The Physical Address Extension PAE Paging Mechanism

The amount of RAM supported by a processor is limited by the number of address pins connected to the address bus. Older Intel processors from the 80386 to the Pentium used 32bit physical addresses. In theory, up to 4 GB of RAM could be installed on such systems; in practice, due to the linear address space requirements of User Mode processes, the kernel cannot directly address more than 1 GB of RAM, as we shall see in the later section Section 2.5.

However, some demanding applications running on large servers require more than 1 GB of RAM, and in recent years this created a pressure on Intel to expand the amount of RAM supported on the 32-bit 80386 architecture.

Intel has satisfied these requests by increasing the number of address pins on its processors from 32 to 36. Starting with the Pentium Pro, all Intel processors are now able to address up to 236 = 64 GB of RAM. However, the increased range of physical addresses can be exploited only by introducing a new paging mechanism that translates 32-bit linear addresses into 36bit physical ones.

With the Pentium Pro processor, Intel introduced a mechanism called Physical Address Extension (PAE). Another mechanism, Page Size Extension (PSE-36), was introduced in the Pentium III processor, but Linux does not use it and we won't discuss it further in this book.

PAE is activated by setting the Physical Address Extension (PAE) flag in the cr4 control register. The Page Size Extension (pse) flag in the cr4 control register enables large page sizes (2 MB when PAE is enabled).

Intel has changed the paging mechanism in order to support PAE.

• The 64 GB of RAM are split into 224 distinct page frames, and the physical address field of Page Table entries has been expanded from 20 to 24 bits. Since a PAE Page Table entry must include the 12 flag bits (described in the earlier section Section 2.4.1) and the 24 physical address bits, for a grand total of 36, the Page Table entry size has been doubled from 32 bits to 64 bits. As a result, a 4 KB PAE Page Table includes 512 entries instead of 1,024.

• A new level of Page Table called the Page Directory Pointer Table (PDPT) consisting of four 64-bit entries has been introduced.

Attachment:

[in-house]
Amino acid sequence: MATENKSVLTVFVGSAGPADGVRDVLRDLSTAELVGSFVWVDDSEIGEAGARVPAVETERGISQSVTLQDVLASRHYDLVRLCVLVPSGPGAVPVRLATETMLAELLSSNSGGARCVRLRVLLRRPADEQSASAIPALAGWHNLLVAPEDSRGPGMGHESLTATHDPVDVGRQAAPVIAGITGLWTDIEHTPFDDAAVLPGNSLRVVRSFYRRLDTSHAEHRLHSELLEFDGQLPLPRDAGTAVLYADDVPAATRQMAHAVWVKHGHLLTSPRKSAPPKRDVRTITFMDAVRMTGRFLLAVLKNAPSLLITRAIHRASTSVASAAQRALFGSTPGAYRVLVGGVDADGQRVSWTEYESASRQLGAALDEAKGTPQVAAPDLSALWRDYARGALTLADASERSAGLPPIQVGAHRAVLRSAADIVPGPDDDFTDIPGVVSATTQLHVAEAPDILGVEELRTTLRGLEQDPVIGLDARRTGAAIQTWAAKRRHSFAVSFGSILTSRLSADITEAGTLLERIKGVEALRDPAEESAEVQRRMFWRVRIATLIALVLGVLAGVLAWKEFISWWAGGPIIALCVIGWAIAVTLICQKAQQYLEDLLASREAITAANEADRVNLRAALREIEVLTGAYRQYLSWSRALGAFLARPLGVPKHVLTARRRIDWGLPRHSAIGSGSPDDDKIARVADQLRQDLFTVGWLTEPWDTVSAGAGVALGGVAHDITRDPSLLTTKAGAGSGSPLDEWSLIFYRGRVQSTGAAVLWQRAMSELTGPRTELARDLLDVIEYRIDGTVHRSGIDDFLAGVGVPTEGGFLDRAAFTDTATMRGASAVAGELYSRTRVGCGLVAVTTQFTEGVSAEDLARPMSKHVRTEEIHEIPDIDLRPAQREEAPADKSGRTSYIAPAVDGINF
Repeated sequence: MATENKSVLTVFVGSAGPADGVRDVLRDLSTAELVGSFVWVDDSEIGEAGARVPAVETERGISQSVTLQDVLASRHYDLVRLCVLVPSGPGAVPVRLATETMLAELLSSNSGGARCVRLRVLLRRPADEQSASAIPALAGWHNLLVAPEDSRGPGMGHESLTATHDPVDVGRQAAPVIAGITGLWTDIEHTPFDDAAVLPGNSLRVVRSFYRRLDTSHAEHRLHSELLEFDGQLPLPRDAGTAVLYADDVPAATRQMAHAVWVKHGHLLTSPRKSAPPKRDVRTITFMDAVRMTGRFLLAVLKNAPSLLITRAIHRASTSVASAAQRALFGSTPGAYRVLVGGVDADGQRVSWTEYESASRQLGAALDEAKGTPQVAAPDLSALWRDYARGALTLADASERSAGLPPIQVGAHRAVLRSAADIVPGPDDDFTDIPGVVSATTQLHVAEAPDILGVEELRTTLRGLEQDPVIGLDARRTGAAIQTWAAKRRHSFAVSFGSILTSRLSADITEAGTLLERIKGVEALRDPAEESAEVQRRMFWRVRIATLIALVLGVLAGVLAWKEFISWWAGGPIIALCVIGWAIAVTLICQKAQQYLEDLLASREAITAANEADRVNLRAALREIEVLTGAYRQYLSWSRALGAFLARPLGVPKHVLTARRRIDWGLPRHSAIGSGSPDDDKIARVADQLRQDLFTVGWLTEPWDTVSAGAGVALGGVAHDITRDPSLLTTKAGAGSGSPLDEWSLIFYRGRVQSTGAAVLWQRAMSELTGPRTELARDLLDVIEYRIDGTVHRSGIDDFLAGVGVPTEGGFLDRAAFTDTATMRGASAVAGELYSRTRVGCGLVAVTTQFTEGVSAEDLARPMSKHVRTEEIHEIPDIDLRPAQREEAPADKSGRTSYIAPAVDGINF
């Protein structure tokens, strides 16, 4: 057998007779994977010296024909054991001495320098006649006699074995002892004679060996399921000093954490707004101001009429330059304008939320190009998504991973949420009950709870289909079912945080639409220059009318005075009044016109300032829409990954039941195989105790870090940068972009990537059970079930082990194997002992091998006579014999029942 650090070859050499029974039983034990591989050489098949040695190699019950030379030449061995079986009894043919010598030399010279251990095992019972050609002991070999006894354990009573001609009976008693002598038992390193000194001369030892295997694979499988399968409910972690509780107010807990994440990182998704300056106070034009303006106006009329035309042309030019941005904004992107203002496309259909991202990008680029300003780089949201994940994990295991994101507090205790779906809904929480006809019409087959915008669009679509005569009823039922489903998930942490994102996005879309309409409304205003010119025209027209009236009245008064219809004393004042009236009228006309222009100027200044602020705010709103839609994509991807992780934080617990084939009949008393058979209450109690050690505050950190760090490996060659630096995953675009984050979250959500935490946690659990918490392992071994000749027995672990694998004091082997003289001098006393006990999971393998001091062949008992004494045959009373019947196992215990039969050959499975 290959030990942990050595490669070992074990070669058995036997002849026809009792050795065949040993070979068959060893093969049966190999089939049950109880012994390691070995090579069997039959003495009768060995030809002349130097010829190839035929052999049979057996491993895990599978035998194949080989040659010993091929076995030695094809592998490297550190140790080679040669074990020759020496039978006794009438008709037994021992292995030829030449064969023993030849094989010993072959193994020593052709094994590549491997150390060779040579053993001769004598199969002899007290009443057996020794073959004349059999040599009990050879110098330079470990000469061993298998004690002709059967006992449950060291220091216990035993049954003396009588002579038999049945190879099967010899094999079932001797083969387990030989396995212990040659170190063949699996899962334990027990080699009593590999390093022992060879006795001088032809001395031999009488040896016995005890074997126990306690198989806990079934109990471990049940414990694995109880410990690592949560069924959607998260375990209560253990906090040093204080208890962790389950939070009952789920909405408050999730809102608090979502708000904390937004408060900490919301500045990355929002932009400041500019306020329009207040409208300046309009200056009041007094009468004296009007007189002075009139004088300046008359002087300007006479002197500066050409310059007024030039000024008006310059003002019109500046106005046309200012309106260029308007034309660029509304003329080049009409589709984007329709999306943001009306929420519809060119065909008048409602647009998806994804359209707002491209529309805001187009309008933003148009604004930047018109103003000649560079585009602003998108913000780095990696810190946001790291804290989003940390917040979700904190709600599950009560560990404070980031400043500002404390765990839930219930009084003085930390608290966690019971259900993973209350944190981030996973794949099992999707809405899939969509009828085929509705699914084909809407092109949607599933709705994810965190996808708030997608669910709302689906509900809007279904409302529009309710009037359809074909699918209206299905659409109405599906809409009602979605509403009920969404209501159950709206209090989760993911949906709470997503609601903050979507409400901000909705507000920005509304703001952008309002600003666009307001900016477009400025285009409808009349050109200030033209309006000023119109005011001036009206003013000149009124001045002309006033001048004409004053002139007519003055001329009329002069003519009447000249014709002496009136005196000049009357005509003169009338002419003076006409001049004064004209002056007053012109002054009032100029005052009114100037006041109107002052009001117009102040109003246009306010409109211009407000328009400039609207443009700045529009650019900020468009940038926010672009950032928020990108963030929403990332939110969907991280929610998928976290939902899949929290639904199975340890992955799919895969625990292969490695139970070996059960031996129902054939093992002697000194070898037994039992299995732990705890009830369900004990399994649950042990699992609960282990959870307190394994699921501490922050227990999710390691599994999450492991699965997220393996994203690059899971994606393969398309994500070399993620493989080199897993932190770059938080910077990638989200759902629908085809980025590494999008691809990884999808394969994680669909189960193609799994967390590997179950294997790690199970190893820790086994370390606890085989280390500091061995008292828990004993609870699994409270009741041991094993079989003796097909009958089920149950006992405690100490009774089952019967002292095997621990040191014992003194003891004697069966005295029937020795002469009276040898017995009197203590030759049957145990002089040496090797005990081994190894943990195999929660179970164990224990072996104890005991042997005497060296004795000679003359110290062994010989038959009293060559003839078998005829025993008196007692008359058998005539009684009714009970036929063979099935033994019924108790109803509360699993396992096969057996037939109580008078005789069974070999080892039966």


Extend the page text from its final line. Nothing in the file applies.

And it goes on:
• The cr3 control register contains a 27-bit Page Directory Pointer Table base address field. Since PDPTs are stored in the first 4 GB of RAM and aligned to a multiple of 32 bytes (25), 27 bits are sufficient to represent the base address of such tables.

• When mapping linear addresses to 4 KB pages (PS flag cleared in Page Directory entry), the 32 bits of a linear address are interpreted in the following way:

Points to a PDPT bits 31-30

Point to one of 4 possible entries in PDPT bits 29-21

Point to one of 512 possible entries in Page Directory bits 20-12

Point to one of 512 possible entries in Page Table bits 11-0

Offset of 4 KB page

• When mapping linear addresses to 2 MB pages (PS flag set in Page Directory entry), the 32 bits of a linear address are interpreted in the following way:

Points to a PDPT bits 31-30

Point to one of 4 possible entries in PDPT bits 29-21

Point to one of 512 possible entries in Page Directory bits 20-0

Offset of 2 MB page

To summarize, once cr3 is set, it is possible to address up to 4 GB of RAM. If we want to address more RAM, we'll have to put a new value in cr3 or change the content of the PDPT.

However, the main problem with PAE is that linear addresses are still 32-bits long. This forces programmers to reuse the same linear addresses to map different areas of RAM. We'll sketch how Linux initializes Page Tables when PAE is enabled in the later section, Section 2.5.5.4.

Continue reading here: Hardware Cache

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